3.7. Nested Paging and VPIDs

In addition to normal hardware virtualization, your processor may also support the following additional sophisticated techniques:

  • Nested paging implements some memory management in hardware, which can greatly accelerate hardware virtualization since these tasks no longer need to be performed by the virtualization software.

    With nested paging, the hardware provides another level of indirection when translating linear to physical addresses. Page tables function as before, but linear addresses are now translated to "guest physical" addresses first and not physical addresses directly. A new set of paging registers now exists under the traditional paging mechanism and translates from guest physical addresses to host physical addresses, which are used to access memory.

    Nested paging eliminates the overhead caused by VM exits and page table accesses. In essence, with nested page tables the guest can handle paging without intervention from the hypervisor. Nested paging thus significantly improves virtualization performance.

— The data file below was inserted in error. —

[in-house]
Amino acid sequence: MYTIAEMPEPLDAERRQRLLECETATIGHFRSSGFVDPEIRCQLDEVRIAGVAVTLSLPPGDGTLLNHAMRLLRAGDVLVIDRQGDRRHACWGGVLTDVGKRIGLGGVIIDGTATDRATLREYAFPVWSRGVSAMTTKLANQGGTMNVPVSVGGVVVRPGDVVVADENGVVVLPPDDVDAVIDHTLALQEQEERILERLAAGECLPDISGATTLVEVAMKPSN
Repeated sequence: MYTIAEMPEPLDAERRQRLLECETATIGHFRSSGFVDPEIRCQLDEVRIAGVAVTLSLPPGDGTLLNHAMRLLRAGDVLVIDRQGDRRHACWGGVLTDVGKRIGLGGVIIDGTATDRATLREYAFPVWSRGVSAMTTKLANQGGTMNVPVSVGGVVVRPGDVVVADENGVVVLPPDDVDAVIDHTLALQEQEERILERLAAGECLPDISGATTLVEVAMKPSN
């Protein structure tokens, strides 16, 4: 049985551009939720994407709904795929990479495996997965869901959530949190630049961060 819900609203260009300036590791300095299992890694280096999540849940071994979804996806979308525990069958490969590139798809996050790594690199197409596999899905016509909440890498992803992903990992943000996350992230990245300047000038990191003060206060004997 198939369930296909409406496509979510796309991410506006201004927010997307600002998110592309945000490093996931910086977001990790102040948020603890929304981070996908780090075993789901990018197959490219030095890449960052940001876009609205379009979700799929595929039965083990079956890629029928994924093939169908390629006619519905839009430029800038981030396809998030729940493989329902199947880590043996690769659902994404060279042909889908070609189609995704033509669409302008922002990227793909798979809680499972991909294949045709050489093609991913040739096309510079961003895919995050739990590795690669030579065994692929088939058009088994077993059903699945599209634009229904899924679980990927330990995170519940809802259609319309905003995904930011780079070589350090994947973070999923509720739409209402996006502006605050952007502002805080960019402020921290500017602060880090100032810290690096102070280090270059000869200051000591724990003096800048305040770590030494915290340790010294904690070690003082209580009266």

On AMD processors, nested paging has been available starting with the Barcelona (K10) architecture. They now call it rapid virtualization indexing (RVI). Intel added support for nested paging, which they call extended page tables (EPT), with their Core i7 (Nehalem) processors.

    If nested paging is enabled, the Oracle VM VirtualBox hypervisor can also use large pages to reduce TLB usage and overhead. This can yield a performance improvement of up to 5%. To enable this feature for a VM, you use the VBoxManage modifyvm --largepages command. See VBoxManage modifyvm.

    If you have an Intel CPU with EPT, please consult Section 6.4.1, “CVE-2018-3646” for security concerns regarding EPT.

  • On Intel CPUs, a hardware feature called Virtual Processor Identifiers (VPIDs) can greatly accelerate context switching by reducing the need for expensive flushing of the processor's Translation Lookaside Buffers (TLBs).

    To enable these features for a VM, you use the VBoxManage modifyvm --vtxvpid and --largepages commands. See VBoxManage modifyvm.